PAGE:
There are two types of pelhams - the more common english pelham, and the lesser known western or "cowboy" pelham.
It has a similar action to a snaffle/curb double bridle, as seen from Third Level and on in dressage. The snaffle rein on both the double bridle and pelham is for the aid in lateral flexion, where the curb rein provides the aid in vertical flexion of the poll, and also asks the horse to sit more on his hind end. The drawback is that the curb action on the pelham, even when not intentionally used, will come into play slightly because the snaffle and curb are not truely seperate. There is also a disadvantage in that when the mouth piece is jointed, the curb action is greatly altered, and vice versa when it is solid. Shank length can vary from five centimetres to ten centimetres.
The english pelham was originally designed with the intent of being a dressage bit, mostly for riders learning to use double reins and horses moving up to double bridles. However, it was later banned in competitive dressage (by the FEI and national dressage federations), I'm not sure of the official cited reason for this.
The western pelham was primarily created as a training bit, modeled after the english pelham.
The english pelham is legal in jumper rings, eventing rings (cross-country and jumper phases, not sure about the dressage phase), and hunter rings. It is also legal in polo. I'm not sure of the legalities in saddleseat. The western pelham, as far as I know, is not legal in any competitive ring.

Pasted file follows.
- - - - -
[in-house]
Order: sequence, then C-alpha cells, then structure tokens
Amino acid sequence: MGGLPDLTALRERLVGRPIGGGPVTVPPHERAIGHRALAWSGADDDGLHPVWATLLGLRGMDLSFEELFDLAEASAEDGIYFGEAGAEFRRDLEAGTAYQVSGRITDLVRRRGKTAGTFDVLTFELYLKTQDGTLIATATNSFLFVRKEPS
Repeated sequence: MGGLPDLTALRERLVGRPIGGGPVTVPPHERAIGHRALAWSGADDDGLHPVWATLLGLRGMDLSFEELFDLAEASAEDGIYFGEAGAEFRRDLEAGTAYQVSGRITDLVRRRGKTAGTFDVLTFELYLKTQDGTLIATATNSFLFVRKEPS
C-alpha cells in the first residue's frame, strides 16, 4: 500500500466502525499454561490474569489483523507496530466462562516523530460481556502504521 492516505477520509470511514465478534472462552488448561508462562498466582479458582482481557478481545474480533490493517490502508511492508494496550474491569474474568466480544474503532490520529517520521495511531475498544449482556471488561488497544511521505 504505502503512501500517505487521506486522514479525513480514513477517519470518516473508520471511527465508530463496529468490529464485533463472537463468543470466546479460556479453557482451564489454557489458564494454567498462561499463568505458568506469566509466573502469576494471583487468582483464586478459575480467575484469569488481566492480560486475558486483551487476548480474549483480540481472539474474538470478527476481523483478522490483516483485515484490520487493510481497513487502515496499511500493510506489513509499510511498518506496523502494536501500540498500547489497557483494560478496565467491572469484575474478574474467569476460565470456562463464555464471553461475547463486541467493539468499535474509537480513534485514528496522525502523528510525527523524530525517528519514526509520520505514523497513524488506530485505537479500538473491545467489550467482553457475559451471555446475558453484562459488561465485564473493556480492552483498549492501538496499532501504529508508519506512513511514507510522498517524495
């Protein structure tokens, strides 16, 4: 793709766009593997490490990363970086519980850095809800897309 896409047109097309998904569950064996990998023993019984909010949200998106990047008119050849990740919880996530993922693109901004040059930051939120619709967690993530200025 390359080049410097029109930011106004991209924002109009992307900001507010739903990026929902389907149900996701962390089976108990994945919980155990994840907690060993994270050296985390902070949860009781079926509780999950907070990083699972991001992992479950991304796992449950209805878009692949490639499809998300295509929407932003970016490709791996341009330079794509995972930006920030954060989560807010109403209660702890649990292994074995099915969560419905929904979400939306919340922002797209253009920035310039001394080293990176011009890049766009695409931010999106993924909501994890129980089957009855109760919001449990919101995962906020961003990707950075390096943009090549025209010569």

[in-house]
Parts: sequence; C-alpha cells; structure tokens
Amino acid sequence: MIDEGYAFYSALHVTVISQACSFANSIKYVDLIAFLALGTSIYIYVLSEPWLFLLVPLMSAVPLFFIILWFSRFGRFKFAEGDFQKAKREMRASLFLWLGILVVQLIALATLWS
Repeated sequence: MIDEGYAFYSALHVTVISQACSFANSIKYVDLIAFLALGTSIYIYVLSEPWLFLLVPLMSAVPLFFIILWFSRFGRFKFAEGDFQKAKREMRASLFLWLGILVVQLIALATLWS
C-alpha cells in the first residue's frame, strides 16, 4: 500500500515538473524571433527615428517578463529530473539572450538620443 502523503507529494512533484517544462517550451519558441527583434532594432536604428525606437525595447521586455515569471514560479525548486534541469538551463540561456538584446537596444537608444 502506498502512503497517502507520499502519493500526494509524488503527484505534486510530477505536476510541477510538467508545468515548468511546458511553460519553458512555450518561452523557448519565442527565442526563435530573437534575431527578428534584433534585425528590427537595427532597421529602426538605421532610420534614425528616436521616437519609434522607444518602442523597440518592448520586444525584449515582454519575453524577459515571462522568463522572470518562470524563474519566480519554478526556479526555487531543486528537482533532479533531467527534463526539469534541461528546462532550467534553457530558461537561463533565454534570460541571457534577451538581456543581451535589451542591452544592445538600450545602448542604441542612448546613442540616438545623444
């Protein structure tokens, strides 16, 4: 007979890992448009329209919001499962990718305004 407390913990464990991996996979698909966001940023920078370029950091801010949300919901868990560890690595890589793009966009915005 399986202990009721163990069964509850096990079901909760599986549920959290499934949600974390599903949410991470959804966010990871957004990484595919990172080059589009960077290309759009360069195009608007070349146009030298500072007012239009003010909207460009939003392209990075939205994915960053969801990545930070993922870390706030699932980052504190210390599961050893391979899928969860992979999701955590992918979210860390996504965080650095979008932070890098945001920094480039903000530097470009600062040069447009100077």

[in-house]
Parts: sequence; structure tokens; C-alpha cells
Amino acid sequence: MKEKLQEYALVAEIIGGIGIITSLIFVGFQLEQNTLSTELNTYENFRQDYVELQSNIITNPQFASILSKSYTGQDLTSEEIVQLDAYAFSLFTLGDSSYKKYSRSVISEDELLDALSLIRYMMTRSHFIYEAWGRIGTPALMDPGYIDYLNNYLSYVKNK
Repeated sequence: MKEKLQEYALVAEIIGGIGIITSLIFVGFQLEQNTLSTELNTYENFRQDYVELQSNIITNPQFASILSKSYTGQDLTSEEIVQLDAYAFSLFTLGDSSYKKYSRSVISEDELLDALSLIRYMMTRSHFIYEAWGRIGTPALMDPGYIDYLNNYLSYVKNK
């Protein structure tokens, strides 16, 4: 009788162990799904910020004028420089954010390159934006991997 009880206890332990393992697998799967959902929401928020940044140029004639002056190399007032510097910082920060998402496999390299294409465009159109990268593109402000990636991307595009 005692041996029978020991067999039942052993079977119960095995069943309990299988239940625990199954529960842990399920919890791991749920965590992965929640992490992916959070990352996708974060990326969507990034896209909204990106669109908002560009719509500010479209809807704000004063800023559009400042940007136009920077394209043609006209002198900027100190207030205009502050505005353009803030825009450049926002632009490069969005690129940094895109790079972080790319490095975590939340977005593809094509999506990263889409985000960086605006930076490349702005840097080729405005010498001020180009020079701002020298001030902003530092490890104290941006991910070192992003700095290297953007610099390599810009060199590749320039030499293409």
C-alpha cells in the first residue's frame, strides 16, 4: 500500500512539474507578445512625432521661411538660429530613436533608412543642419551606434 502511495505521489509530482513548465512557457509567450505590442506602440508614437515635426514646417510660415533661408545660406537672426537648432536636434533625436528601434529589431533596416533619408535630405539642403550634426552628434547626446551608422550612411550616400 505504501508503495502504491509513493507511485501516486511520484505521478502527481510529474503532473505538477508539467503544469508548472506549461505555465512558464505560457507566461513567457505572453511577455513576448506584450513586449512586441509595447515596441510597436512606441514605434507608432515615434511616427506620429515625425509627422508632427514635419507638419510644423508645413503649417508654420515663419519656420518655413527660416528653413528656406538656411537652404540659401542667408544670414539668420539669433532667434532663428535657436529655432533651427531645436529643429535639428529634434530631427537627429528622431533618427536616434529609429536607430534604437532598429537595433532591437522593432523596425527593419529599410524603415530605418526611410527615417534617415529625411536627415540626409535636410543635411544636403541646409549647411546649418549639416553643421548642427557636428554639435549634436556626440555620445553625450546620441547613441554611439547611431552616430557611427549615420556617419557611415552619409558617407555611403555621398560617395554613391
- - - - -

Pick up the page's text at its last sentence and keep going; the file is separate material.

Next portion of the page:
As mentioned, both the english and western pelhams are often used as "transition" bits for switching horses from snaffles to double bridles or curb bits, and for riders learning to use double reins and respect of the curb.
People also use it for hunter/jumper horses. Just this past Thursday, my sister and I schooled a hunter mare in a pelham for the first time. We call her "Tank Girl", because she is known for dropping her shoulder and head and tanking around corners and into jumps. However, the curb rein on the pelham got the point across really quickly that she wasn't allowed to do this, and by the end of the lesson she was more adjustable and her form over fences was much better because of it.
The pelham is sometimes used in strange or cruel ways - just as any bit. Decide for yourself what you consider each of these.
In the hunter ring, it has become a fashion statement, much like the standing martingale (though this is not always the case, of course).
Rein convertors are used - most notably in the jumper or eventing ring - to turn the double reins into a single rein. This combines the action or the curb and snaffle together, creating the action of a kimberwicke. This practice is also called "pelham rounding".
Some riders will even remove the snaffle rein completely and ride solely off the curb - they should have bought a different bit!
In polo, it is sometimes converted into a gag bit. I do not know much about this practice.
The western pelham.
The english pelham. This one features a jointed rubber mouthpiece.
A polo horse in a pelham, draw-reins through the snaffle ring.
Eric Lamaze's Hickstead in a rounded pelham.
Hickstead ridden only on the curb. Bad boy, Eric!
Me and Freddy. He did great in a pelham.